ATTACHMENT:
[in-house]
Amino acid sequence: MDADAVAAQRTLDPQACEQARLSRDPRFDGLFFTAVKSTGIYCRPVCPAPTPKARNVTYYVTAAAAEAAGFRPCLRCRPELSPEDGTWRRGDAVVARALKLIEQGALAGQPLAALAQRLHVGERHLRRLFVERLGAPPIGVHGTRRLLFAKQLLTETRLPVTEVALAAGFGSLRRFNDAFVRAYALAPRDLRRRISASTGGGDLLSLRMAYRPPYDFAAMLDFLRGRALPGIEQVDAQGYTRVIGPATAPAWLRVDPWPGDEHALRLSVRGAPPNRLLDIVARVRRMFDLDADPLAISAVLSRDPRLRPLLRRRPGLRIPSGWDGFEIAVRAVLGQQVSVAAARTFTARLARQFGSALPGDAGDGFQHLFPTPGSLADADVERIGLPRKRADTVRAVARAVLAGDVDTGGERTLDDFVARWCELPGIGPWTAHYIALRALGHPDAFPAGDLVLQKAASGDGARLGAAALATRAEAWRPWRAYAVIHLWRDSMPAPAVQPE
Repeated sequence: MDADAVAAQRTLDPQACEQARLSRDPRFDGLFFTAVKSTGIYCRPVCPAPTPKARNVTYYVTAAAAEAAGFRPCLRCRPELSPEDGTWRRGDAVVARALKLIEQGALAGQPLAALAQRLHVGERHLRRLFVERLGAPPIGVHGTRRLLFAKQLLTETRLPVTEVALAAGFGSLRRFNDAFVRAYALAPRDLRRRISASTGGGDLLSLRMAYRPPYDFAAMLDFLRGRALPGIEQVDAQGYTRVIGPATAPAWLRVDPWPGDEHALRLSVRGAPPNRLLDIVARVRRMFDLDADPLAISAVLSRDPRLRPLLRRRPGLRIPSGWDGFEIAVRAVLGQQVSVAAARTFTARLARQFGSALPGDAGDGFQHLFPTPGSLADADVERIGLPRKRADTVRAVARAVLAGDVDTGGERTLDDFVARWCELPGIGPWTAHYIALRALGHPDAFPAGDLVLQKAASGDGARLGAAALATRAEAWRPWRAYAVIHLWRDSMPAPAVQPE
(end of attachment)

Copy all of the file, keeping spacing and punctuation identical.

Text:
[in-house]
Amino acid sequence: MDADAVAAQRTLDPQACEQARLSRDPRFDGLFFTAVKSTGIYCRPVCPAPTPKARNVTYYVTAAAAEAAGFRPCLRCRPELSPEDGTWRRGDAVVARALKLIEQGALAGQPLAALAQRLHVGERHLRRLFVERLGAPPIGVHGTRRLLFAKQLLTETRLPVTEVALAAGFGSLRRFNDAFVRAYALAPRDLRRRISASTGGGDLLSLRMAYRPPYDFAAMLDFLRGRALPGIEQVDAQGYTRVIGPATAPAWLRVDPWPGDEHALRLSVRGAPPNRLLDIVARVRRMFDLDADPLAISAVLSRDPRLRPLLRRRPGLRIPSGWDGFEIAVRAVLGQQVSVAAARTFTARLARQFGSALPGDAGDGFQHLFPTPGSLADADVERIGLPRKRADTVRAVARAVLAGDVDTGGERTLDDFVARWCELPGIGPWTAHYIALRALGHPDAFPAGDLVLQKAASGDGARLGAAALATRAEAWRPWRAYAVIHLWRDSMPAPAVQPE
Repeated sequence: MDADAVAAQRTLDPQACEQARLSRDPRFDGLFFTAVKSTGIYCRPVCPAPTPKARNVTYYVTAAAAEAAGFRPCLRCRPELSPEDGTWRRGDAVVARALKLIEQGALAGQPLAALAQRLHVGERHLRRLFVERLGAPPIGVHGTRRLLFAKQLLTETRLPVTEVALAAGFGSLRRFNDAFVRAYALAPRDLRRRISASTGGGDLLSLRMAYRPPYDFAAMLDFLRGRALPGIEQVDAQGYTRVIGPATAPAWLRVDPWPGDEHALRLSVRGAPPNRLLDIVARVRRMFDLDADPLAISAVLSRDPRLRPLLRRRPGLRIPSGWDGFEIAVRAVLGQQVSVAAARTFTARLARQFGSALPGDAGDGFQHLFPTPGSLADADVERIGLPRKRADTVRAVARAVLAGDVDTGGERTLDDFVARWCELPGIGPWTAHYIALRALGHPDAFPAGDLVLQKAASGDGARLGAAALATRAEAWRPWRAYAVIHLWRDSMPAPAVQPE